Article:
Molecular Medicine: Current Aspects

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Mitochondrial Regulation in the Pathogenic Process of Inflammatory Arthritis by Microalgal Mucidosphaerium Species

Chie K. Mifude, Hiroyuki Ishitobi, Shigeru Miyaki, Kuniyoshi Kaseda

Correspondence Address :

Kuniyoshi Kaseda
Saravio Central Institute
Saravio Cosmetics Ltd.
1356-6 Oaza Tsurumi, Beppu, Oita, Japan
Tel: +81-977-75-8575, Fax: +81-977-75-8112
Email: kaseda@saravio.jp

Received on: September 08, 2017, Accepted on: September 14, 2017, Published on: November 13, 2017

Citation: Kuniyoshi Kaseda, Chie K. Mifude, Hiroyuki Ishitobi, Shigeru Miyaki (2017). Mitochondrial Regulation in the Pathogenic Process of Inflammatory Arthritis by Microalgal Mucidosphaerium Species

Copyright: 2017 Kuniyoshi Kaseda, et al. This is an open-access article distributed under the terms of the Creative Commons Attribution License, which permits unrestricted use, distribution, and reproduction in any medium, provided the original author and source are credited.

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The excess generation of reactive oxygen species is involved in the pathogenesis of arthritis such as Rheumatoid Arthritis (RA) and Osteoarthritis (OA). The oxidative products are induced by inflammatory cytokines via mitochondria in synovium and articular cartilages. We found that IL-1β, one of the critical mediators of arthritis, impaired the balance of mitochondrial configuration in human Fibroblast-Like Synoviocytes (FLSs): the stimulus factor reduced the number of filamentous mitochondria and increased that of rounded mitochondria. In addition, the cellular ATP level was reduced but instead the ROS level was increased in the IL-1β-stimulated FLSs. Significant relationship was observed between the mitochondrial morphology and the functions.
The effects of the cytokine on mitochondrial morphology and functions were cancelled by the extract of a novel strain of Mucidosphaerium species RG92. The current findings of the mitochondrial roles in the process of arthritis along with the preventative function of the algal RG92 shall provide new methodology for the treatment of inflammatory arthritis.
Chronic disease is a multi-factorial and polygenic disease, therefore, its pathogenesis is influenced by several genetic and environmental factors under diverse molecular pathways. In RA, the progressive destruction of articular cartilages and bones are observed [1]. Typically, the level of pro-inflammatory cytokines such as IL-1β and TNF-α becomes highly elevated in synovium at the initial stage of the RA pathology [2,3]. Although the level of pro-inflammatory cytokines in OA are generally lower than that in RA, joint inflammation still plays a role and thereby contributes to pain in OA, the main subjective symptom in the patients [4,5]. The homeostatic balance of joint tissues such as cartilage and synovium is regulated by extracellular stimuli including cytokines and mechanical stress [6,7]. The impaired balance causes the growth or the death of joint cells, correspondingly resulting in hyperproliferation of Fibroblast-Like Synoviocytes (FLSs) or apoptotic cell death of chondrocytes in RA and OA. In addition, up-regulated proteolytic enzymes degrade the extracellular matrix of cartilage and bone [8].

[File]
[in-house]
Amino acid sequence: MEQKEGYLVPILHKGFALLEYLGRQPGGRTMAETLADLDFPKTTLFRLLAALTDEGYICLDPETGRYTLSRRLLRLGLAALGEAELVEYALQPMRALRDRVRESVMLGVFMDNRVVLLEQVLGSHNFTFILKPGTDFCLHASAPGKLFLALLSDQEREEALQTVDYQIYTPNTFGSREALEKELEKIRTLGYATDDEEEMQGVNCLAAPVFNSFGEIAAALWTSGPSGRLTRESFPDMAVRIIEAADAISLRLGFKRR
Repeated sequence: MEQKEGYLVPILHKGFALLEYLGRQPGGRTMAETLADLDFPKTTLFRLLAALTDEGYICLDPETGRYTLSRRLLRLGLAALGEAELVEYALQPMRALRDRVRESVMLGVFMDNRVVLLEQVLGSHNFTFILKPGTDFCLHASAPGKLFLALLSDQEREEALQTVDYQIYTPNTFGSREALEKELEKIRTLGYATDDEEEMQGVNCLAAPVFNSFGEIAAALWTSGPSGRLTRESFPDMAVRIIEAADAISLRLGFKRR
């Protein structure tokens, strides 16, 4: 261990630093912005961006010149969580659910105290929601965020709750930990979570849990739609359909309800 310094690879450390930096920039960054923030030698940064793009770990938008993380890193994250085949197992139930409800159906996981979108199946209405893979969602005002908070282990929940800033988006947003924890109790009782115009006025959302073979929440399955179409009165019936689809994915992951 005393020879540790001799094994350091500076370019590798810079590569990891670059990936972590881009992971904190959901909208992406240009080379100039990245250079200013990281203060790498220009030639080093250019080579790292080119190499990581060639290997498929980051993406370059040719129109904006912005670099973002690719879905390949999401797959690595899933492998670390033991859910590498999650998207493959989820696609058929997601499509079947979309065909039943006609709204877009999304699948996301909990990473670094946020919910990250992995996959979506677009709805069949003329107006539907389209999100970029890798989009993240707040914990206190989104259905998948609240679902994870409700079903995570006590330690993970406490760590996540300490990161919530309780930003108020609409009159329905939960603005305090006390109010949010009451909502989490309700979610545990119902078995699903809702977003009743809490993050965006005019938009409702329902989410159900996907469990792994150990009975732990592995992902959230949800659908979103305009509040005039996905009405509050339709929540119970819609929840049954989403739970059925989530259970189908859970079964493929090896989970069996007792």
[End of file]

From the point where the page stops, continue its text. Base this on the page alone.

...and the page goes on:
A mitochondrion, an indispensable organelle in eukaryote cells, not only supplies chemical energy in the form of ATP but also buffers calcium gradients and regulates programmed cell death [9]. In addition, Reactive Oxygen Species (ROS) is produced mainly during the oxidative phosphorylation in mitochondria. Excessive ROS generation damages cellular functions by oxidizing lipids, proteins and nucleic acids, along with enhancing inflammatory response as a second messenger in the pathogenesis of chronic diseases. In response to cellular demands and/or environmental stresses, mitochondria undergo morphological transitions that is regulated by dynamic collaboration of membrane fusion/fission proteins. The dysfunction of the organelle has been shown to be a mechanism underlying various inflammatory, autoimmune and age-related diseases [6,10].
In fact, mitochondrial dysfunction promotes and aggravates inflammatory response in human FLSs and chondrocytes [11,12]: IL-1β, in conjunction with the inhibitors of mitochondrial respiratory chain, synergetically induces the inflammatory cytokines/mediators such as IL-8, COX-2 and PGE2, though the ROS-mediated NF-κB pathway. In addition, the stimulative cytokine reduces the mitochondrial biomass and membrane potential, resulting in the reduction of cellular ATP level and the induction of apoptotic cell death [13]. According to these reports, an antioxidant resveratrol attenuates the inhibitory effects of the inflammatory stimuli in both chondrocytes and FLSs [14,15]. These antiinflammatory substances may represent a future strategy in controlling the inflammatory response of joint tissues. The relationship between mitochondrial dysfunction and articular inflammation has been increasingly built up. For instance, the mitochondrial mutations are highly associated with the inflammation level of synovial tissue in inflammatory arthritis [16]. In addition, the excessive oxidative stress induced by defective mitochondria is closely correlated with synovial inflammatory progressions [17-19]. Interestingly, RA patients show higher incidence of mitochondrial mutations in FLSs compared with OA patients [20].